• Set the mixer to low. Add in 2 cups of flour (260g), a ¼ cup at a time, and let the mixer go until the dough is well combined.

  • Turn the mixer off, and cut the 2 sticks of softened butter into small cubes/chunks. With the mixer on medium, add the butter in 6 separate batches, waiting until the butter is well incorporated after each batch before adding more.

  • Set mixer to low. Now add in 1 3/4 cups of flour (230 grams), a ¼ cup at a time until the dough is well-combined. This dough will be very sticky (closer to a very thick batter) when it’s done.

  • Use a rubber spatula to clean the dough off the mixing paddle, and scrape the sides of the mixing bowl. Cover the dough with a plate or plastic wrap and let it proof at room temperature (about 70 degrees F/21 degrees C) for 3 hours, until it doubles in size.

  • After 3 hours have elapsed, punch and deflate the dough completely with a rubber spatula. Cover the dough with a plate again, and refrigerate it overnight until 3 hours before you’re ready to bake the next day (it will take time to shape and proof the dough again before baking).

Day 2:

  • Remove the dough from the refrigerator. Divide it into two equal pieces. Shape them on a lightly floured clean surface, and place each into its own loaf pan (loaf pan size: 9" x 5"). The chilled dough is a bit stiffer to work with, so you can use a rolling pin to help shape it into the desired width and length. If you do this, make sure to roll the dough lengthwise like a cigar when you’re done to ensure a rounded top to your loaf. Whatever you do, the dough should fit snugly in the loaf pan.

  • Now, you can create plain loaves as I’ve described above, or you could create a braid or individual buns, as pictured. Totally up to you, the baker!

  • Cover each loaf pan tightly with clear plastic wrap, and let proof at room temperature for about 2½ to 3 hours, until doubled in size.

  • Preheat the oven to 350 degrees F / 180 degrees C while the dough is proofing. Bake for 37 to 40 minutes in the center of the oven. Tent the loaves with foil if the crust is getting too dark. While it’s baking, prepare the sugar water by mixing 2 teaspoons sugar with 1 tablespoon water until the sugar is completely dissolved. When the bread is done, remove from the oven, and immediately brush the tops of the bread with sugar water to give it that shiny finish.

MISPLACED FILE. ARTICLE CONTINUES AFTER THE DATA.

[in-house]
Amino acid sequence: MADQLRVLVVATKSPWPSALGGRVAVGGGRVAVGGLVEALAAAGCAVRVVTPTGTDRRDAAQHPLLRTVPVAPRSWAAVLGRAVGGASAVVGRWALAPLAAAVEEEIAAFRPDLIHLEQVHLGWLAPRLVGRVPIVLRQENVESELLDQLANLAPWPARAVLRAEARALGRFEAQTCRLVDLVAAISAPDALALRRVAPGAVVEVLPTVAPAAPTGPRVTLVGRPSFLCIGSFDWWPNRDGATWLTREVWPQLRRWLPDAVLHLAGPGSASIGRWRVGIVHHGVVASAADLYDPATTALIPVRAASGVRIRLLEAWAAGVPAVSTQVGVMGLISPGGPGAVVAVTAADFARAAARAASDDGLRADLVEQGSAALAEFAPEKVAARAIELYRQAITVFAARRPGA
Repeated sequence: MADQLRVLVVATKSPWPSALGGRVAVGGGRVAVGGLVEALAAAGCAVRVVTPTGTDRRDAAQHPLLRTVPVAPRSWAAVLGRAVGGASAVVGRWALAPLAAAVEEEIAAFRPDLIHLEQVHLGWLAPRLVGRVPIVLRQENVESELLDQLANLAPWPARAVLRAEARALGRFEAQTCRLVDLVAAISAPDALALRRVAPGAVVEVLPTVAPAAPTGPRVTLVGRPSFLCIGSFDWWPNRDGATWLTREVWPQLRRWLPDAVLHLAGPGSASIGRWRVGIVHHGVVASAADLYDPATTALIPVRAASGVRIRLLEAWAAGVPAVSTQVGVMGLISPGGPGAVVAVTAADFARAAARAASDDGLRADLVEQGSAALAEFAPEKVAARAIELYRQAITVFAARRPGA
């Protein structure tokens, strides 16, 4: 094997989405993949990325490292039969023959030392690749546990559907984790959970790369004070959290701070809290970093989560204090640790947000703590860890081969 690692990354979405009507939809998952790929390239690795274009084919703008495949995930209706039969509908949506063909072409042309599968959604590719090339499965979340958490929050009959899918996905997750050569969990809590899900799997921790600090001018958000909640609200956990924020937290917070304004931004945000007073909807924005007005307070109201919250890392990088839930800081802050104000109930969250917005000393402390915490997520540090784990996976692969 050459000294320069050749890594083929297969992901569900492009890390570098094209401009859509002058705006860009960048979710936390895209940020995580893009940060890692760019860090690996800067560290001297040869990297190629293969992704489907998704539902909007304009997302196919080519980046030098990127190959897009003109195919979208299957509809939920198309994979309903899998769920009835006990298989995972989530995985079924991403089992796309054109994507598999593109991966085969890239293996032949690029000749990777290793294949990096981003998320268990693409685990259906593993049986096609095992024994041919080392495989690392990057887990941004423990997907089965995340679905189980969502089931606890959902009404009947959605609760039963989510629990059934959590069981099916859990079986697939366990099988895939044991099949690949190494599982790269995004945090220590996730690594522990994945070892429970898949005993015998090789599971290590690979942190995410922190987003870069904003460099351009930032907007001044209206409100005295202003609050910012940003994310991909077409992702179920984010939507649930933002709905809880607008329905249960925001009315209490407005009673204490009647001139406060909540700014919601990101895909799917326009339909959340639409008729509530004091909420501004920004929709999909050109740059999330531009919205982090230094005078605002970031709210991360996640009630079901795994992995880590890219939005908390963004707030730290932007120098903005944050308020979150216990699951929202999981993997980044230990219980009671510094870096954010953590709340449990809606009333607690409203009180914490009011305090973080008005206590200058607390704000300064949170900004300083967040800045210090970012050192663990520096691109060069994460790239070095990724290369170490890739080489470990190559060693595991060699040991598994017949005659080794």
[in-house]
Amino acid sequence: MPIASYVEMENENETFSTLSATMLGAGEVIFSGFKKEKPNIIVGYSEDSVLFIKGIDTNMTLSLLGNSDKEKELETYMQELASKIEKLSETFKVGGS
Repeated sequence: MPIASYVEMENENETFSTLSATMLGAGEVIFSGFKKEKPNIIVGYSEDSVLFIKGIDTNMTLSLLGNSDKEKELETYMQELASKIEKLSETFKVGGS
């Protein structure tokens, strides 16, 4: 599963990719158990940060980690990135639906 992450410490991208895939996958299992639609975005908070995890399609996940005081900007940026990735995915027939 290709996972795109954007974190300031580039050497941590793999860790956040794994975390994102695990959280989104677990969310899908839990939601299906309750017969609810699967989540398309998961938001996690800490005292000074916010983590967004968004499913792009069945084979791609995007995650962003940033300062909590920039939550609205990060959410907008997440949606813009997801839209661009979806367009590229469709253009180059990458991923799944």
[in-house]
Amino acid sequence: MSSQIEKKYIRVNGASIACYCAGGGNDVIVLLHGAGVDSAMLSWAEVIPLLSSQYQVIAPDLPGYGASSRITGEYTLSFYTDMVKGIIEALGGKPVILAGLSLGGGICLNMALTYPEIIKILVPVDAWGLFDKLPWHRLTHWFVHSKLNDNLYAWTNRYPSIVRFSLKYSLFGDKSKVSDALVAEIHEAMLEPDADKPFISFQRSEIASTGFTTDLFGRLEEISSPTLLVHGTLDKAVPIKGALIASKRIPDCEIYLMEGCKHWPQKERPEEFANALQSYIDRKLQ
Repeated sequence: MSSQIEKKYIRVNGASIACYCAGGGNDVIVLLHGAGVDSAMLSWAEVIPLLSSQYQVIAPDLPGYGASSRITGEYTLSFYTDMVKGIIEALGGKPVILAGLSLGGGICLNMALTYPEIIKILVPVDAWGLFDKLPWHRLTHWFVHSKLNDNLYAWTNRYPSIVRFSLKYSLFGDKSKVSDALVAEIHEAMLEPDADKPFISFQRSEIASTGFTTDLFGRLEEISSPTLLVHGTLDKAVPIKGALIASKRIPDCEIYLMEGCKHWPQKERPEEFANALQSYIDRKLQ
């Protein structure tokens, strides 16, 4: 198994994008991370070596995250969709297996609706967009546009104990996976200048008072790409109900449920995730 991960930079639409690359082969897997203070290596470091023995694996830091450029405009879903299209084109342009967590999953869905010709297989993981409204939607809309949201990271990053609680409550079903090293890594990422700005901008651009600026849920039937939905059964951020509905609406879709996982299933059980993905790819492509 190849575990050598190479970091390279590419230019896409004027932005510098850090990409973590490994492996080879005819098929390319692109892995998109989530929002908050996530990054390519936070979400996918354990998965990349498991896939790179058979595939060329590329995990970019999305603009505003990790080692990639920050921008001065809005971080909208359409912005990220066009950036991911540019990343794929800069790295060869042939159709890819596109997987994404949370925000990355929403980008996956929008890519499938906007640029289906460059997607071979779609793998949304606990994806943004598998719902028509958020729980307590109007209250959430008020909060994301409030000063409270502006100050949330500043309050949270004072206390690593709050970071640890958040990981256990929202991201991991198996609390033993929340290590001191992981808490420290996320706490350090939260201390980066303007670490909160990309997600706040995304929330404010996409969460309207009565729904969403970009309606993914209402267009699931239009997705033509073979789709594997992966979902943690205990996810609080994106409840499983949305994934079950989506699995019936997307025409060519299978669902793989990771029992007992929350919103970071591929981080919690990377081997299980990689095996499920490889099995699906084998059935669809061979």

• Let the bread sit in the loaf pan for 5 minutes to cool before transferring the loaves from the pans to a cooling rack. This cooling step is important so the bread does not fall apart.

  • Once the bread has cooled completely, you can store it in a tight sealed container or zip-lock bag to keep it fresh. This bread is also heavenly when served slightly warm with softened butter.

Tips & Notes:

Recipe makes 2 loaves.

nutrition facts

Calories: 220kcal (11%) Carbohydrates: 26g (9%) Protein: 5g (10%) Fat: 11g (17%) Saturated Fat: 6g (30%) Cholesterol: 74mg (25%) Sodium: 195mg (8%) Potassium: 55mg (2%) Fiber: 1g (4%) Sugar: 3g (3%) Vitamin A: 355IU (7%) Calcium: 15mg (2%) Iron: 1.6mg (9%)

nutritional info disclaimer

TheWoksofLife.com is written and produced for informational purposes only. While we do our best to provide nutritional information as a general guideline to our readers, we are not certified nutritionists, and the values provided should be considered estimates. Factors such as brands purchased, natural variations in fresh ingredients, etc. will change the nutritional information in any recipe. Various online calculators also provide different results, depending on their sources. To obtain accurate nutritional information for a recipe, use your preferred nutrition calculator to determine nutritional information with the actual ingredients and quantities used.

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Homemade Brioche Recipe - The Woks of Life (2024)